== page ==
Of the possible scoring systems applicable for the generalized pediatric critical care population, the only score that fulfills all criteria required for use in modifying the NY state triage toolReference Powell, Christ and Birkhead4 is the PELOD score.Reference Leteurtre, Duhamel, Grandbastien, Lacroix and Leclerc10Reference Leteurtre, Martinot and Duhamel11 Although PIM-2 is easy to calculate and can be determined at initial presentation, it does not follow the patient course or allow interval calculation. Table 3 evaluates the criteria for each scoring system.
The PELOD score was developed and validated using a multicenter, international design and has been validated in international studies.Reference Leteurtre, Duhamel, Grandbastien, Lacroix and Leclerc10Reference Leteurtre, Martinot and Duhamel11Reference Garcia, Eulmesekian and Branco19 It has not been validated in the US population but has been evaluated in Canadian ICU studies. It is easily calculated and is in the public domain, making it useable even in community hospitals with a small pediatric population. Drawbacks to the PELOD score include the fact that it requires laboratory values including arterial blood gases, alanine aminotransferase/aspartate aminotransferase, prothrombin time, creatinine, and complete blood cell count. It was designed and tested in 1999; the field of pediatric critical care medicine has improved during the past 10 years and thus PELOD scores may overpredict mortality. A recent external validation studyReference Garcia, Eulmesekian and Branco19 showed that PELOD both overpredicted mortality and cannot distinguish predicted mortality in the range of 40% to 80% due to the discontinuous scoring system. These findings become an issue when comparing pediatric to adult patients, as the concern is that the mortality predicted by PELOD is too high compared with that of the SOFA scoring system. However, even with these limitations, the PELOD score is the best multiorgan failure prediction tool for ongoing triage of limited resources.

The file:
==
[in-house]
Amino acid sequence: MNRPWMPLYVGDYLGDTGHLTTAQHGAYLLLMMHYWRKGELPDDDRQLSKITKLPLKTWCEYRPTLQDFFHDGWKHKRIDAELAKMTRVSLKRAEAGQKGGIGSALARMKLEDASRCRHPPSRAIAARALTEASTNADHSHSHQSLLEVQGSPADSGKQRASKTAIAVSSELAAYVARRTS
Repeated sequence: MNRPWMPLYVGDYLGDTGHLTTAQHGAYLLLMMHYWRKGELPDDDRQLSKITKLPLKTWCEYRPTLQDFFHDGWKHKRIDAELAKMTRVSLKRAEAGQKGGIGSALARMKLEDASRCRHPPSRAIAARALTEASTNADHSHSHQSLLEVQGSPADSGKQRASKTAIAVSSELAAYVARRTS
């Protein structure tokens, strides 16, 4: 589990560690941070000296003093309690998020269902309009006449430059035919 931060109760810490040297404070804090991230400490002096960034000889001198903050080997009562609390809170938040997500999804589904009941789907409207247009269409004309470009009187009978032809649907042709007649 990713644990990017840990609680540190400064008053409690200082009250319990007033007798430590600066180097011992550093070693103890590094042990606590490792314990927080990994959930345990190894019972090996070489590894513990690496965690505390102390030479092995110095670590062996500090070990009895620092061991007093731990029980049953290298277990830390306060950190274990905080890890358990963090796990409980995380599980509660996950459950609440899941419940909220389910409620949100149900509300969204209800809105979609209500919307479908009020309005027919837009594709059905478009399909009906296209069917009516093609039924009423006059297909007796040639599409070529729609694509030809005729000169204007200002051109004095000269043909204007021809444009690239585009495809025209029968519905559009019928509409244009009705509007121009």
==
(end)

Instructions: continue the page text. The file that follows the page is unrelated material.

At this time, our recommendation is to base the pediatric triage ventilator guidelines on the PELOD scoring system.Reference Leteurtre, Duhamel, Grandbastien, Lacroix and Leclerc10Reference Leteurtre, Martinot and Duhamel11Table 4 shows the PELOD scoring system.
We suggest matching the pediatric triage level for mortality with the adult SOFA mortality scoring to allow parity of triage guidelines for pediatric and adult patients. The calculation for determining predicted likelihood of mortality from PELOD scores is:
The PELOD scores are a discontinuous measure, and several intervals of predicted mortality are not calculable (40%-80%). To use the PELOD scoring system on a daily basis, the daily score is calculated in the same fashion as it is calculated at the initial presentation. If new data are not available (ie, new laboratory values) the value can either be assumed to be unchanged or normal, depending on the physician's clinical judgment.